|Fallen section closed traffic on busy interstate highway outside Pittsburgh. |
(Photo courtesy of AP/Wideworld)
Pennsylvania Department of Transportation inspectors are evaluating scrapes on the underside of a highway overpass that partially collapsed Tuesday night outside Pittsburgh, dropping an 80-ton section onto Interstate 70 and injuring three motorists. The scrapes may be evidence that trucks contacting the underside of the aging bridge contributed to the failure.
The bridge section, consisting mostly of concrete guardrail and part of the deck, weighed about 80 tons, says PennDOT District 12 Spokesman Jeff Ofsanik.
The place where the deck section failed is its lowest point above Interstate 70, 14 ft 11 in., says another PennDOT spokes person.
Trucks in the area are limited to 13 ft 6 in. in height and anything higher would require a special permit.
PennDOT is preparing specifications for an emergency replacement of the overpass.
Two vehicles struck the collapsed section. A woman and her two small children suffered minor injuries when their minivan crashed into the section Tuesday evening. A second car was damaged and two people in it were cut by broken glass when pieces of the falling concrete hit their car, say state police.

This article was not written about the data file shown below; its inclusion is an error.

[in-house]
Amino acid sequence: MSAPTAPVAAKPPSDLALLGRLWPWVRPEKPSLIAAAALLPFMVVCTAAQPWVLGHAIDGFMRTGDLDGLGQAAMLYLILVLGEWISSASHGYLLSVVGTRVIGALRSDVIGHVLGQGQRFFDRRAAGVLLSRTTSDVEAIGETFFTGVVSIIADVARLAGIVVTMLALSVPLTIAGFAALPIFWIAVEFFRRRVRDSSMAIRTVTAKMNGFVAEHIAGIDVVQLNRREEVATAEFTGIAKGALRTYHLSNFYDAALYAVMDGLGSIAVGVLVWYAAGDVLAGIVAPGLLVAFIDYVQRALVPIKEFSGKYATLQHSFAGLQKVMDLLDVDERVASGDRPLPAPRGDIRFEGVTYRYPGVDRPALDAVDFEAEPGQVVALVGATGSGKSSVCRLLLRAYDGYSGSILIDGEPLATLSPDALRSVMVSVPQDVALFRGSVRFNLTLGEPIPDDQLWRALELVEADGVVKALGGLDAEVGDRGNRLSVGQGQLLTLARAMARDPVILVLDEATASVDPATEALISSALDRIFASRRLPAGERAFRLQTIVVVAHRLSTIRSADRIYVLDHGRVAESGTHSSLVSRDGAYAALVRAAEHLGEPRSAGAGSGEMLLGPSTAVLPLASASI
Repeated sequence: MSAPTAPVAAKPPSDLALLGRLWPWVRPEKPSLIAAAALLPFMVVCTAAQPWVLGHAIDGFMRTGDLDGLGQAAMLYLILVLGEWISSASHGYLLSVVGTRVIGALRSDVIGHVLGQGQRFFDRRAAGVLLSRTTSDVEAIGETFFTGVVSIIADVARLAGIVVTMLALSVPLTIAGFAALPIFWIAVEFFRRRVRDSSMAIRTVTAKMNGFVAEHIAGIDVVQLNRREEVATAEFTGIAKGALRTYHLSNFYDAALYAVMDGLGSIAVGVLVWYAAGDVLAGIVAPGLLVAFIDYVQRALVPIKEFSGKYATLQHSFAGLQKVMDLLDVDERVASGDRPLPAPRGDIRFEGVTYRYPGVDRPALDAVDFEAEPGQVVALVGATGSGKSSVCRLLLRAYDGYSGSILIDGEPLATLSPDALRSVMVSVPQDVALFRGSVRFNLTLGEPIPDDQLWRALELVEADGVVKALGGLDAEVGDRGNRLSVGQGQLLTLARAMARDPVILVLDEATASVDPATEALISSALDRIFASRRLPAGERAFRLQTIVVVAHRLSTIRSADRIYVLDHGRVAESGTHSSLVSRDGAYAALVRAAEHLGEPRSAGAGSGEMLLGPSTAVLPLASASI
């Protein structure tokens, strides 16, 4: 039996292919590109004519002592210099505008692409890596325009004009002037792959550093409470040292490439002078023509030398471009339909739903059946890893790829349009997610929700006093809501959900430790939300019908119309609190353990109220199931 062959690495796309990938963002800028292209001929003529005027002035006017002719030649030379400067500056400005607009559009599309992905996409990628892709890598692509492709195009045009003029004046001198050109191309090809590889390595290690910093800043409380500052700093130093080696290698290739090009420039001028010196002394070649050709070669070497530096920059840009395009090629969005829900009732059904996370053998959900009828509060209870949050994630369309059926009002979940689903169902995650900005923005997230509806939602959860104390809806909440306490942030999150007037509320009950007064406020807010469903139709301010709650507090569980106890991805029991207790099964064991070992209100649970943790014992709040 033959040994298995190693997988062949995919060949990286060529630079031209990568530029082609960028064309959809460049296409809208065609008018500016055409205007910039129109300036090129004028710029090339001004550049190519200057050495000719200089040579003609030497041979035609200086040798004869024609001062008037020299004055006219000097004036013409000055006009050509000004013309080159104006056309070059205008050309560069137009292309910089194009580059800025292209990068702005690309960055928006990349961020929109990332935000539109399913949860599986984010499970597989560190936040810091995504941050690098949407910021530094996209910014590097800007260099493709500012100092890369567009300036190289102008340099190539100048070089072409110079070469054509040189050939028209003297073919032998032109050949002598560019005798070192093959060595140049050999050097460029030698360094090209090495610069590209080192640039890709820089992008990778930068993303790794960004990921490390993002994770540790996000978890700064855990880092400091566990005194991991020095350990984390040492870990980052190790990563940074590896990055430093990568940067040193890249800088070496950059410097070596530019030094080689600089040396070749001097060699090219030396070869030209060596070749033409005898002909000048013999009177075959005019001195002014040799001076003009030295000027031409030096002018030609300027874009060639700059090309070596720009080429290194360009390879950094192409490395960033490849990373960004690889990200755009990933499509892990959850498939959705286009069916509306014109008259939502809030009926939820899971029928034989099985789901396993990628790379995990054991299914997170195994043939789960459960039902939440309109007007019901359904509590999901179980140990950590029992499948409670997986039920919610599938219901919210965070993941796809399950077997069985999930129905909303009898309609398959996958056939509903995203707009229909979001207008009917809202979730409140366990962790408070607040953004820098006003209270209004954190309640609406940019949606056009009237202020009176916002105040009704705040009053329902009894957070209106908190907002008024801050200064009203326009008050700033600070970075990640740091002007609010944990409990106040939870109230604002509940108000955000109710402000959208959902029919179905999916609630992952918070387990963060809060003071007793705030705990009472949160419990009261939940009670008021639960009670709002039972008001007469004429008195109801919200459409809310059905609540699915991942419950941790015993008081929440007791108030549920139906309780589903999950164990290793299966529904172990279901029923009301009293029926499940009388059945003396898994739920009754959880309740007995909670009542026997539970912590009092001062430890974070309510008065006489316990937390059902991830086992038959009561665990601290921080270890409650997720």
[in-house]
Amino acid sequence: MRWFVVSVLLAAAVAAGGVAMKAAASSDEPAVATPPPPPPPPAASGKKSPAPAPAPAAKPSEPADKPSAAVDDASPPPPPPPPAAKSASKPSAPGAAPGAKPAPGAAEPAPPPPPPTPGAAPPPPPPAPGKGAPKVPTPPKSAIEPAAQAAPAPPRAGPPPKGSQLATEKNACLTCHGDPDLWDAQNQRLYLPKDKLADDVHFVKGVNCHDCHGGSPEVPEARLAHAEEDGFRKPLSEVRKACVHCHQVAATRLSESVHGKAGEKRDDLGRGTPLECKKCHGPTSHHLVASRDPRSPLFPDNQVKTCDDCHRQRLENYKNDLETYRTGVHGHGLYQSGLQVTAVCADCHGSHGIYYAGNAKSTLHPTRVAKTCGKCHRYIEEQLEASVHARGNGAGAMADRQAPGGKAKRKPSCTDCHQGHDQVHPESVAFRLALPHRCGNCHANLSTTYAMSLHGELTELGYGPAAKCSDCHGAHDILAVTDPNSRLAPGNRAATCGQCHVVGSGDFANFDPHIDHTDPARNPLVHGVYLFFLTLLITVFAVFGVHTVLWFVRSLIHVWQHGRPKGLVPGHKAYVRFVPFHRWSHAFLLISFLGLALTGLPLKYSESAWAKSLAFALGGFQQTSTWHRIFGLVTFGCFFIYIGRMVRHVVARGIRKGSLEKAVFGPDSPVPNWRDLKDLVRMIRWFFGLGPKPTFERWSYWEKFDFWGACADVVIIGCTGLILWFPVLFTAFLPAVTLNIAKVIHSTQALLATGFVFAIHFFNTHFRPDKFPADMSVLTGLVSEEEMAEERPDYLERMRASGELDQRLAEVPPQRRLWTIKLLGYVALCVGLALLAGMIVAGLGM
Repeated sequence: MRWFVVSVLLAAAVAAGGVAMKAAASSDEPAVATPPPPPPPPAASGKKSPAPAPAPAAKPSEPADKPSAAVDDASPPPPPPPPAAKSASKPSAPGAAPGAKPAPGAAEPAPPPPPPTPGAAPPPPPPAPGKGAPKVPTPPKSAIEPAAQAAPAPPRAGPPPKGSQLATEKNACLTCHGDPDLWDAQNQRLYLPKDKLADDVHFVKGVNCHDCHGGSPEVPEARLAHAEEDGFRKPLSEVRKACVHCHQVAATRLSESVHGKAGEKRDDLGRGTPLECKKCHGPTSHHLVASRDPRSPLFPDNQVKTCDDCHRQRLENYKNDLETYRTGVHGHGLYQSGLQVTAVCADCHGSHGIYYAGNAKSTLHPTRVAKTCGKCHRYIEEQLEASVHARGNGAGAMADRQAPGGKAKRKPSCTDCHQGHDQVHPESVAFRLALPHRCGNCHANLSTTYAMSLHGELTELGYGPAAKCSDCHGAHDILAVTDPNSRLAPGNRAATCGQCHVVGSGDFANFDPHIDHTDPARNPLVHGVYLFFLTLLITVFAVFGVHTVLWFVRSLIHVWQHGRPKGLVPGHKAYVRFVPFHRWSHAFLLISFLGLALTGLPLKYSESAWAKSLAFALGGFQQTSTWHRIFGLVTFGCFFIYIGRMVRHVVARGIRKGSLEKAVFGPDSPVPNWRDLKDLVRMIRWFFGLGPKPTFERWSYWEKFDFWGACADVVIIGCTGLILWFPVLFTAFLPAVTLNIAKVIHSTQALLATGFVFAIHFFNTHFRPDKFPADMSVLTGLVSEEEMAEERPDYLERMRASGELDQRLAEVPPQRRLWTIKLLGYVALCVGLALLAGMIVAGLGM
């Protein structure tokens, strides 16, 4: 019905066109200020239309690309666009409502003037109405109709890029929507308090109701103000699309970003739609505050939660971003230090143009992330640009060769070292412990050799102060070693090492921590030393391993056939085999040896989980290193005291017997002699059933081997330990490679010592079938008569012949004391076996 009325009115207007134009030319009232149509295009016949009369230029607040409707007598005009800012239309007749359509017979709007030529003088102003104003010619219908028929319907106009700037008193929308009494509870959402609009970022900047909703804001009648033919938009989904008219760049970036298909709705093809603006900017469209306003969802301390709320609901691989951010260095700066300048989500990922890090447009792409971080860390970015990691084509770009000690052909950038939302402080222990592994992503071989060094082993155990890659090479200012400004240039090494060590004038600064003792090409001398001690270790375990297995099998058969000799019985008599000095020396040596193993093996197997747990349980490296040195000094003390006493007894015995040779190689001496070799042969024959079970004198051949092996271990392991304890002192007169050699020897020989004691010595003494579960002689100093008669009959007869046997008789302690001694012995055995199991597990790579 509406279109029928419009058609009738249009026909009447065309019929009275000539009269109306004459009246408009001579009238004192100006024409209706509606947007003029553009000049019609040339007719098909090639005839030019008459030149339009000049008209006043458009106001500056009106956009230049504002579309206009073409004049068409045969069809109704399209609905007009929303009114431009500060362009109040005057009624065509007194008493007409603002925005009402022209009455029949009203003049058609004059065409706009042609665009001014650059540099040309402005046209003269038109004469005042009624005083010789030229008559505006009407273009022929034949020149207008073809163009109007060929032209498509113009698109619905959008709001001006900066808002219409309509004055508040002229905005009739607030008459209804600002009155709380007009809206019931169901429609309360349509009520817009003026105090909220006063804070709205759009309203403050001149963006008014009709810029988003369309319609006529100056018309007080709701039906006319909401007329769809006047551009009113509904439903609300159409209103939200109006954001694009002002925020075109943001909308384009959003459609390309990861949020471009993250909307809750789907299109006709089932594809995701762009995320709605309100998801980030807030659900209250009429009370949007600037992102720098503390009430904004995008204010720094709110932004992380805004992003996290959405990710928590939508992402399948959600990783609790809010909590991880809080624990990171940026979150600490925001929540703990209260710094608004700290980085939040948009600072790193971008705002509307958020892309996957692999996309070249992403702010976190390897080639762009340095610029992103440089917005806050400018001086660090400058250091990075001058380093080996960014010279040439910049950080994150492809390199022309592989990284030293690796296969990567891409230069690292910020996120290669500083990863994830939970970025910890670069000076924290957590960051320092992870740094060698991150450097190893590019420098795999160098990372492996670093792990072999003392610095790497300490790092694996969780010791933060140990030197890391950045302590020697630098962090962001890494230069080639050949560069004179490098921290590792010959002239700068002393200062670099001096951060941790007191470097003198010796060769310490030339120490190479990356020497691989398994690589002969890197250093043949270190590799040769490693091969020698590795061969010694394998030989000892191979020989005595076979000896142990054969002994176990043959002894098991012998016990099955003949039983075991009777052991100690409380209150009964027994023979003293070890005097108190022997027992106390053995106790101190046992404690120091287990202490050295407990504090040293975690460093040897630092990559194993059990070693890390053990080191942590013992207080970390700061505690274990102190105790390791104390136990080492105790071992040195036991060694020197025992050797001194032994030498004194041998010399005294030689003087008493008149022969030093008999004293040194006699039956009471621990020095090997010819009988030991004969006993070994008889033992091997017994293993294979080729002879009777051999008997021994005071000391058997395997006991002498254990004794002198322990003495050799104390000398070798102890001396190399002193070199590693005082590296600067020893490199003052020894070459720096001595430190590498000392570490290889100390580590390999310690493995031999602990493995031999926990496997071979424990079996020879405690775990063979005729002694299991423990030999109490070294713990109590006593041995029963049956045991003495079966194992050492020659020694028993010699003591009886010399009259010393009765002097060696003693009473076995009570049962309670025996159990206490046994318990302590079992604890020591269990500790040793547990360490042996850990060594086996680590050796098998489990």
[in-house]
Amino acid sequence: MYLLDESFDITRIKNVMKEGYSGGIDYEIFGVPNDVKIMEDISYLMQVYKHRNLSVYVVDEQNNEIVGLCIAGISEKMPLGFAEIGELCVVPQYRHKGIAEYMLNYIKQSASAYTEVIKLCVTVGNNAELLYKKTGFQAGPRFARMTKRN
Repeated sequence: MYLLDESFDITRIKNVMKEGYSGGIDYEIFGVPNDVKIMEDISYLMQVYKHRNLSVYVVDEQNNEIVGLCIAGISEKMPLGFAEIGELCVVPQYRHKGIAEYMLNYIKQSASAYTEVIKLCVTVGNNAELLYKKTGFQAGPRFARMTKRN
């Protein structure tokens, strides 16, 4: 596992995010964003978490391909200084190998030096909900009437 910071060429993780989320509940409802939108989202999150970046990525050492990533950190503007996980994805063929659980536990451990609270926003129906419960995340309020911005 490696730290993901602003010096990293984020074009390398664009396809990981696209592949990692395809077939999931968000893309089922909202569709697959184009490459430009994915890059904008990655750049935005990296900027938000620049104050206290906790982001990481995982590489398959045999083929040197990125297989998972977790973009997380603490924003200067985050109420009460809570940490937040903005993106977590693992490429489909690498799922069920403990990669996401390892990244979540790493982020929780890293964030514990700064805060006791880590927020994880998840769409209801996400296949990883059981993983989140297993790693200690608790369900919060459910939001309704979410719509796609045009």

State officials closed a three-mile section of I-70 in both directions for most of Wednesday. About 33,000 vehicles travel that section each day, according to PennDOT officials. Traffic resumed in both directions Wednesday evening after crews removed the debris and patched the highway.
The overpass served mostly local traffic, about 500 vehicles a day. It will be dismantled and replaced for safetys sake, Ofsanik says.
Ofsanik says the collapse is highly unusual and that so far no cause could be determined. We are concerned about the bridge. Just looking at it, [inspectors] couldnt tell what happened, he says.
At 45 years of age, the overpass had reached the end of its service life, state officials say. Among the causes being evaluated are
weather and age-related deterioration and the possibility that trucks had made repeated contact on the underside of the bridge. They did see signs of scraping on the underdeck, Ofsanik says.